Eastern Mountain 'Wheeling - Tennessee/North Carolina ExpeditionPosted in Events on September 23, 2016
Spring season in the Southeast is always a good time for a wheeling adventure. The cold, sleet, and ice have cleared. Then comes warmer temperatures and spring rains. For us, it was time to hit the trails again and do some exploring. But this wasn't a simple day trip but a weeklong adventure with 13 rigs that would cover nearly 800 miles.
Though many in the group had travelled hundreds of miles to get here, we stamped Seneca, South Carolina, as the start of our week. The group, known as the Florida Adventure Rigs, was vehicularly diverse. Each in the group drove the entire trip and carried all the gear needed to camp each night while we ventured from place to place.
On Day One, we dropped into Southeast Overland, a 4WD shop run by Steve Springs. Southeast Overland specialize most in outfitting rigs for overlanding and the kind of camping and wheeling trip we were on. Some in our group picked up recovery equipment in hopes it would stave off the need for vehicle extraction on this trip, but that remained to be seen.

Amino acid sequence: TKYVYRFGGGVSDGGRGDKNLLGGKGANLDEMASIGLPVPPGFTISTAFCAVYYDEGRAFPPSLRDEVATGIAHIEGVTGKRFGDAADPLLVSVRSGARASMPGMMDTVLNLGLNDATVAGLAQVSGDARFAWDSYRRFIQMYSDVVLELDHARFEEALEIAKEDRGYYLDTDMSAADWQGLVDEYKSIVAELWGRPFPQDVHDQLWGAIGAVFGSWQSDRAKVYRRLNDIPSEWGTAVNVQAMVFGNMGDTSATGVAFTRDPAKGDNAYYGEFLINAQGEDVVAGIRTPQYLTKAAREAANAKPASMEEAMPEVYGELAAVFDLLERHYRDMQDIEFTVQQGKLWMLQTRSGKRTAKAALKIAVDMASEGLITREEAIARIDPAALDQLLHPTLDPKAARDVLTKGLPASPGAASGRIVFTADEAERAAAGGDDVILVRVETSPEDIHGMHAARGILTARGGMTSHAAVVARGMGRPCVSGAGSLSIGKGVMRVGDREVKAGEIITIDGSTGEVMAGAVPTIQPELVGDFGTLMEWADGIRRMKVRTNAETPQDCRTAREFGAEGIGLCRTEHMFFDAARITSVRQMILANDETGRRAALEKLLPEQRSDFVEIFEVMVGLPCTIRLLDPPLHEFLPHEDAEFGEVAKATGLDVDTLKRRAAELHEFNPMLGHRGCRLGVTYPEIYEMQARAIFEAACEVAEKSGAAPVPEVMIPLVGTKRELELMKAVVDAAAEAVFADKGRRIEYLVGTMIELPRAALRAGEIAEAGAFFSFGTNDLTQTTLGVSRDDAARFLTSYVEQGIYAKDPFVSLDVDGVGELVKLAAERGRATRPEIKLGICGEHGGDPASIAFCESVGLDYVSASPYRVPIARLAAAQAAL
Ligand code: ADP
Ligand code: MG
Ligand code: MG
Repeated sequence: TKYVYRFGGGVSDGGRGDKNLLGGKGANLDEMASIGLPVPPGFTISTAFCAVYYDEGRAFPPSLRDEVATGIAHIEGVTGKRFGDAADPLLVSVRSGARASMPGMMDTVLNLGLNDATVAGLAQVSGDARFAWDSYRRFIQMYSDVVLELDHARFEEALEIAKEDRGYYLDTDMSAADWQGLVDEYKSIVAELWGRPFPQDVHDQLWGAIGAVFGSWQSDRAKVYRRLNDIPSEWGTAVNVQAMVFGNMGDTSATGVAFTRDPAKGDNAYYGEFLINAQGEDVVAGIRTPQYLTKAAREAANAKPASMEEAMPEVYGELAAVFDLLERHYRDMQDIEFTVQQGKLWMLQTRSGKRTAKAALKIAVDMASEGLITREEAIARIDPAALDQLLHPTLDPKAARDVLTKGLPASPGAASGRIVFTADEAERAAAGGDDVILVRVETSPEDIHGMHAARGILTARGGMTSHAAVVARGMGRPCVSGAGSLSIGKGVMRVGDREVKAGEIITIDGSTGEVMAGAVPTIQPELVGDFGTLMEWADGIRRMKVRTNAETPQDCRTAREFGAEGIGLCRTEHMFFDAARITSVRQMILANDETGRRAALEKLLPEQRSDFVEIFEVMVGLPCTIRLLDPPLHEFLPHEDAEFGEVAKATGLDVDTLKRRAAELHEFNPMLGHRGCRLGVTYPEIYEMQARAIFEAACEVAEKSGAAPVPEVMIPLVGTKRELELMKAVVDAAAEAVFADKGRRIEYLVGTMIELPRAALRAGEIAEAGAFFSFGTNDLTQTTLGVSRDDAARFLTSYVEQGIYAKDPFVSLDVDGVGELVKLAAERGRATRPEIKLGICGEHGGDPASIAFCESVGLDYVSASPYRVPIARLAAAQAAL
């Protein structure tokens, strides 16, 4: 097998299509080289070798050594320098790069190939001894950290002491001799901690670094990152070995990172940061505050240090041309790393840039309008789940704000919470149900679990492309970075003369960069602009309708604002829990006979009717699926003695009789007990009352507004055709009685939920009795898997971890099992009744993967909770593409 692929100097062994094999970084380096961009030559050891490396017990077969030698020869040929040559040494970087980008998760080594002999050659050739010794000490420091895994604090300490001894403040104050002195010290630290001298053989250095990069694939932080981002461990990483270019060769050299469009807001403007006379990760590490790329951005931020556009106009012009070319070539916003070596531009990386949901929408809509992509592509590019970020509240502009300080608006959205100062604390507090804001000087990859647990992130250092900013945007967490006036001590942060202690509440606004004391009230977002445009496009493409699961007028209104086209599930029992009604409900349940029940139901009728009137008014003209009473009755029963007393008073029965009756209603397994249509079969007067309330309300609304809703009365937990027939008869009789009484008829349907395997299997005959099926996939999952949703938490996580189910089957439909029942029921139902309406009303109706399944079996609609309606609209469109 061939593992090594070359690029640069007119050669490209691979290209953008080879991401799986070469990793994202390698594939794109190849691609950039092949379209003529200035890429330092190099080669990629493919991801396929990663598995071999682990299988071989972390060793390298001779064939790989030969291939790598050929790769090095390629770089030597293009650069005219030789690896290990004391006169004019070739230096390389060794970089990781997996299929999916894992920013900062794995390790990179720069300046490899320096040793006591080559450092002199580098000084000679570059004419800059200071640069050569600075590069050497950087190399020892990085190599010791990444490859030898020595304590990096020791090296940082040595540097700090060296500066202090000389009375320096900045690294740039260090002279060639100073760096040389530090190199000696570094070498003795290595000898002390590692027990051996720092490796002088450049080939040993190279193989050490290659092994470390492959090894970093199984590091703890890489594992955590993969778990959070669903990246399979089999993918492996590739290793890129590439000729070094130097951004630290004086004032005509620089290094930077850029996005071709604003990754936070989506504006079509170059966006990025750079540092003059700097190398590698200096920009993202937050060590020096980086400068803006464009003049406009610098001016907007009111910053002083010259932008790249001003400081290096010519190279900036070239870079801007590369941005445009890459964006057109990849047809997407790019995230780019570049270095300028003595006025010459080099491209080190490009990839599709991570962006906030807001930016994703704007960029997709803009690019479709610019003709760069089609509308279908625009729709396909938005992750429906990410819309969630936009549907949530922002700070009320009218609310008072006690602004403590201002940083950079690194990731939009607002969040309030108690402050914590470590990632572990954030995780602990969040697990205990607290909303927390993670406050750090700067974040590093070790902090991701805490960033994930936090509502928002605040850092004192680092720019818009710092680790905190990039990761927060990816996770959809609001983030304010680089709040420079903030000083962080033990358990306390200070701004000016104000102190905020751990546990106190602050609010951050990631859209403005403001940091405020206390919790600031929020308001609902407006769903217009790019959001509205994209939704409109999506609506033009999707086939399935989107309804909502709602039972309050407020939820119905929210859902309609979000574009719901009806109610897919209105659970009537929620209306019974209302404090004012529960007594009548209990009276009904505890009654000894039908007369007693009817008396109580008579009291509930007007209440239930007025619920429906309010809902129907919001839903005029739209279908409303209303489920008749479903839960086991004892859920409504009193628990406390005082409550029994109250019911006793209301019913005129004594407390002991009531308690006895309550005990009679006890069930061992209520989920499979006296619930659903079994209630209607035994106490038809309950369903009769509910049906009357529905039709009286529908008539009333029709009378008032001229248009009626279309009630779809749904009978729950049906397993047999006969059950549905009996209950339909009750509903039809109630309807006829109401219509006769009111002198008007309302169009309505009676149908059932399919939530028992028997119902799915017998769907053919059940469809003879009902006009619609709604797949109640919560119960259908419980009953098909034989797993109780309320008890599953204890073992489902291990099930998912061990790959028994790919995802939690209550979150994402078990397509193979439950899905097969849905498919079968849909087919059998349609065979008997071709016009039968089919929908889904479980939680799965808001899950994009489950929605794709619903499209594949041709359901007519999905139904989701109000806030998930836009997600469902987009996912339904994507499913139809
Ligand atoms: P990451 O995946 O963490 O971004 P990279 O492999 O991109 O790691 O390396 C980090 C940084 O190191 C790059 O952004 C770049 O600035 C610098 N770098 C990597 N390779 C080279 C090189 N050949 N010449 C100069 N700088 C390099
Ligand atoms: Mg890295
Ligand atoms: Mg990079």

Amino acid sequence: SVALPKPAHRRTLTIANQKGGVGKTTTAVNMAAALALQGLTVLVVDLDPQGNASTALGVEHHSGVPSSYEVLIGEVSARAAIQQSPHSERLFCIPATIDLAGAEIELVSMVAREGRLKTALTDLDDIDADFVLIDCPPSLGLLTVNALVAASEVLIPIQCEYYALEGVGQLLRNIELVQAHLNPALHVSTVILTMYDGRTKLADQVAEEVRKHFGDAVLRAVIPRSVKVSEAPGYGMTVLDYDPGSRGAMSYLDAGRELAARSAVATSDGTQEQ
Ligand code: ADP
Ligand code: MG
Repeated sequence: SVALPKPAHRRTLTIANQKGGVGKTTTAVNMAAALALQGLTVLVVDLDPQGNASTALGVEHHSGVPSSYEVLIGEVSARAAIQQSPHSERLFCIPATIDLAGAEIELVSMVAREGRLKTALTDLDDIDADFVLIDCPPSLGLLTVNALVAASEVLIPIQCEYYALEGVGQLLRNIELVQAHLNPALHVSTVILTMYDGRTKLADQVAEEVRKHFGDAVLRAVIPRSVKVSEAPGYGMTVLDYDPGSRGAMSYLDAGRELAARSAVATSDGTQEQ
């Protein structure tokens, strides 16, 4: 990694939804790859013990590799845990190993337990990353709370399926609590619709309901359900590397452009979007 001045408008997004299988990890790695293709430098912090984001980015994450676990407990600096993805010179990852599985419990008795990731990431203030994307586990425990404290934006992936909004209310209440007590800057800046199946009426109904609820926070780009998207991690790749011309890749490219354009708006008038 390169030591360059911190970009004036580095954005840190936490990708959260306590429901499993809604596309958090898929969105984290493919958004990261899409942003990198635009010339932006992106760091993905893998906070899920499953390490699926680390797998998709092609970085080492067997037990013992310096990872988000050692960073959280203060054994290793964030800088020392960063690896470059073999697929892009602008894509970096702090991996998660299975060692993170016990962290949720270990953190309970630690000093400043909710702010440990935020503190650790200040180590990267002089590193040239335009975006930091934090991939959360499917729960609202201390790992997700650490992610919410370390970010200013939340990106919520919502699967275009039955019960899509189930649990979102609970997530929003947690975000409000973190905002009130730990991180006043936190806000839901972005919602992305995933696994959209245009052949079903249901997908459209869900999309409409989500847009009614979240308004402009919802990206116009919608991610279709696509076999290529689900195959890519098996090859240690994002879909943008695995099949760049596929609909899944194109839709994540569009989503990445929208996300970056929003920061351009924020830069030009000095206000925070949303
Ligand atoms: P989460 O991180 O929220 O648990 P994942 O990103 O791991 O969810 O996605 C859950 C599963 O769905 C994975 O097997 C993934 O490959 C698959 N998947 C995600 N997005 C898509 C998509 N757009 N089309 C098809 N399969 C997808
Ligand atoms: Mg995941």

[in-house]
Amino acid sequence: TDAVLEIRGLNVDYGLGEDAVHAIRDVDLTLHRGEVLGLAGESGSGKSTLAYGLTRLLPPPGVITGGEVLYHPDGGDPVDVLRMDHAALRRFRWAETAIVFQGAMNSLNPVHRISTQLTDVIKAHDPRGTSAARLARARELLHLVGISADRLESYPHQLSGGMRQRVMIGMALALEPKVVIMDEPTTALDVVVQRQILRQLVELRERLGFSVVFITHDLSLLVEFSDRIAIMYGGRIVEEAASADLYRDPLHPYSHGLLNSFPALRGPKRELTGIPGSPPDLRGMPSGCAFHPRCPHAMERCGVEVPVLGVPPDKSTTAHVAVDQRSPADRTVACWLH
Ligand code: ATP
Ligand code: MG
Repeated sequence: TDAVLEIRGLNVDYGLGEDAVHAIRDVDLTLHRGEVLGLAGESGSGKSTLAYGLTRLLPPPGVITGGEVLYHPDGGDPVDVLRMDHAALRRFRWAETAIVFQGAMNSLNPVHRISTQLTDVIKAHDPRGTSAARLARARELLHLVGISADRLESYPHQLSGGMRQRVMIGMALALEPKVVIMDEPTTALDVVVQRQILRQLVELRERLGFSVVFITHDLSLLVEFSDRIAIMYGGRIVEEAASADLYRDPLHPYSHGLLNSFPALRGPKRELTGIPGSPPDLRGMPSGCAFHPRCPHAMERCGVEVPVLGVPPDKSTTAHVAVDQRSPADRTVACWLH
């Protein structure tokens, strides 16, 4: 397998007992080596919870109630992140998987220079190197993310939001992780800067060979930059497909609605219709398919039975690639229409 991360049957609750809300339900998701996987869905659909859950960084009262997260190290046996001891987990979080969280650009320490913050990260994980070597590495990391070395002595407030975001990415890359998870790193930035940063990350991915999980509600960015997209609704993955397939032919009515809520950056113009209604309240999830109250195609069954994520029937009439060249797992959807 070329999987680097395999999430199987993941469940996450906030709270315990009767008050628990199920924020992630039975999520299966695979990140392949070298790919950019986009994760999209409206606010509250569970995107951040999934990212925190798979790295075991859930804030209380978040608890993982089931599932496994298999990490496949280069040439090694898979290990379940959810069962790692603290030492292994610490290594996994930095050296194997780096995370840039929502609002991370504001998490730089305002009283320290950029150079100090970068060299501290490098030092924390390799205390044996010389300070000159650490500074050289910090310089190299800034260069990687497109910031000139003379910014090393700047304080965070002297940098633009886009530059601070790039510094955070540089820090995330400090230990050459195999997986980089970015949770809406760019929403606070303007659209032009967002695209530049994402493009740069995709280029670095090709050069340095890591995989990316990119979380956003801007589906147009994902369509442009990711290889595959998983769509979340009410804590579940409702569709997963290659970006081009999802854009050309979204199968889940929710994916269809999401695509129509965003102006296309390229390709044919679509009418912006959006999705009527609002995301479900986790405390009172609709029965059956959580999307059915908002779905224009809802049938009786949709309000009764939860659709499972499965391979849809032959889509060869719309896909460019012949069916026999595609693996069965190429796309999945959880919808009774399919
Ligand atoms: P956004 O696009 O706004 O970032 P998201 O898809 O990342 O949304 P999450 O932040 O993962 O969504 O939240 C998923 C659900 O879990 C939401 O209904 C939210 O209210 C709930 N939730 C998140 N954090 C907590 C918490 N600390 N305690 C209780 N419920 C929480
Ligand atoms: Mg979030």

We hit the highway and in a matter of hours had been through the Carolinas, Georgia, and Tennessee, ending near the small town of South Pittsburgh, Tennessee. Here lies Adventure Off Road Park (AOP), a 500-acre tract of land situated in the mountains of south-central Tennessee. Though relatively small in size, the owners are making good use of the land to provide a wide variety of trails.
We dropped tents in a large grassy area within AOP and played on the trails for the next day or so. The fee-to-play park offers easy, moderate, and difficult trails, and we tried some of each. Despite heavy rains before we got there, we were treated to nearly clear skies and awesome weather.
We played on elevation changes in the lush woods and found water crossings in the low areas. The terrain was a combination of loose dirt and rocky outcroppings. For those looking for fairly extreme challenges, they were there to be had. We had many days ahead of us and a lot more miles in our adventure, so we had fun but didn't push our mechanical limits against the trails.
Day Three found us moving again as we travelled north towards Jamestown, Tennessee, and the Big South Fork National River and Recreation Area, which spans nearly 120,000 acres along the beautiful Cumberland Plateau. We found our next camping spot at Bandy Creek Campground. This area offers all kinds of outdoor activities in the forest and on the waterways. If you're also into canoeing or kayaking, you'll find even more fun here.